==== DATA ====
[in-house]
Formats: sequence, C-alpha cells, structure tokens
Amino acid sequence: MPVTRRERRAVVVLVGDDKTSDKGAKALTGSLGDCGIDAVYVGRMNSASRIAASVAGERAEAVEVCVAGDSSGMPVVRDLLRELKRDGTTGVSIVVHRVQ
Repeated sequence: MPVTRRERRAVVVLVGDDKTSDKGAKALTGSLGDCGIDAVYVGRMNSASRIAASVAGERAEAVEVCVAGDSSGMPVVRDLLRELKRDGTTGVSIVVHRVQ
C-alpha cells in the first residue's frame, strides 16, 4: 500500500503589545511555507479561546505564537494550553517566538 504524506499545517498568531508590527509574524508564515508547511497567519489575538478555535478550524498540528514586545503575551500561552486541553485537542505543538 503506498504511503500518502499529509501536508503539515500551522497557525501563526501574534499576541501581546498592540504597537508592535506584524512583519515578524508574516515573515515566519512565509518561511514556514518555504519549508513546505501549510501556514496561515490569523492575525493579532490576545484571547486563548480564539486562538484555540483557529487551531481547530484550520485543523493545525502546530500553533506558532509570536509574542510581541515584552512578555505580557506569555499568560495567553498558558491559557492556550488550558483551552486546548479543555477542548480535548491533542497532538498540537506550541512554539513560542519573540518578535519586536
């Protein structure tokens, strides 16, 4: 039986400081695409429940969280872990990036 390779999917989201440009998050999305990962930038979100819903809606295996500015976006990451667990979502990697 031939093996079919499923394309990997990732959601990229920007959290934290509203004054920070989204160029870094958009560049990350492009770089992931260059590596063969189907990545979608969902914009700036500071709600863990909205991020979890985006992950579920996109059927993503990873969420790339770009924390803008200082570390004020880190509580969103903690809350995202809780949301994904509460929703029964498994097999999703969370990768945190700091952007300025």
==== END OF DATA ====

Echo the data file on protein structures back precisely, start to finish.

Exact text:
[in-house]
Formats: sequence, C-alpha cells, structure tokens
Amino acid sequence: MPVTRRERRAVVVLVGDDKTSDKGAKALTGSLGDCGIDAVYVGRMNSASRIAASVAGERAEAVEVCVAGDSSGMPVVRDLLRELKRDGTTGVSIVVHRVQ
Repeated sequence: MPVTRRERRAVVVLVGDDKTSDKGAKALTGSLGDCGIDAVYVGRMNSASRIAASVAGERAEAVEVCVAGDSSGMPVVRDLLRELKRDGTTGVSIVVHRVQ
C-alpha cells in the first residue's frame, strides 16, 4: 500500500503589545511555507479561546505564537494550553517566538 504524506499545517498568531508590527509574524508564515508547511497567519489575538478555535478550524498540528514586545503575551500561552486541553485537542505543538 503506498504511503500518502499529509501536508503539515500551522497557525501563526501574534499576541501581546498592540504597537508592535506584524512583519515578524508574516515573515515566519512565509518561511514556514518555504519549508513546505501549510501556514496561515490569523492575525493579532490576545484571547486563548480564539486562538484555540483557529487551531481547530484550520485543523493545525502546530500553533506558532509570536509574542510581541515584552512578555505580557506569555499568560495567553498558558491559557492556550488550558483551552486546548479543555477542548480535548491533542497532538498540537506550541512554539513560542519573540518578535519586536
């Protein structure tokens, strides 16, 4: 039986400081695409429940969280872990990036 390779999917989201440009998050999305990962930038979100819903809606295996500015976006990451667990979502990697 031939093996079919499923394309990997990732959601990229920007959290934290509203004054920070989204160029870094958009560049990350492009770089992931260059590596063969189907990545979608969902914009700036500071709600863990909205991020979890985006992950579920996109059927993503990873969420790339770009924390803008200082570390004020880190509580969103903690809350995202809780949301994904509460929703029964498994097999999703969370990768945190700091952007300025």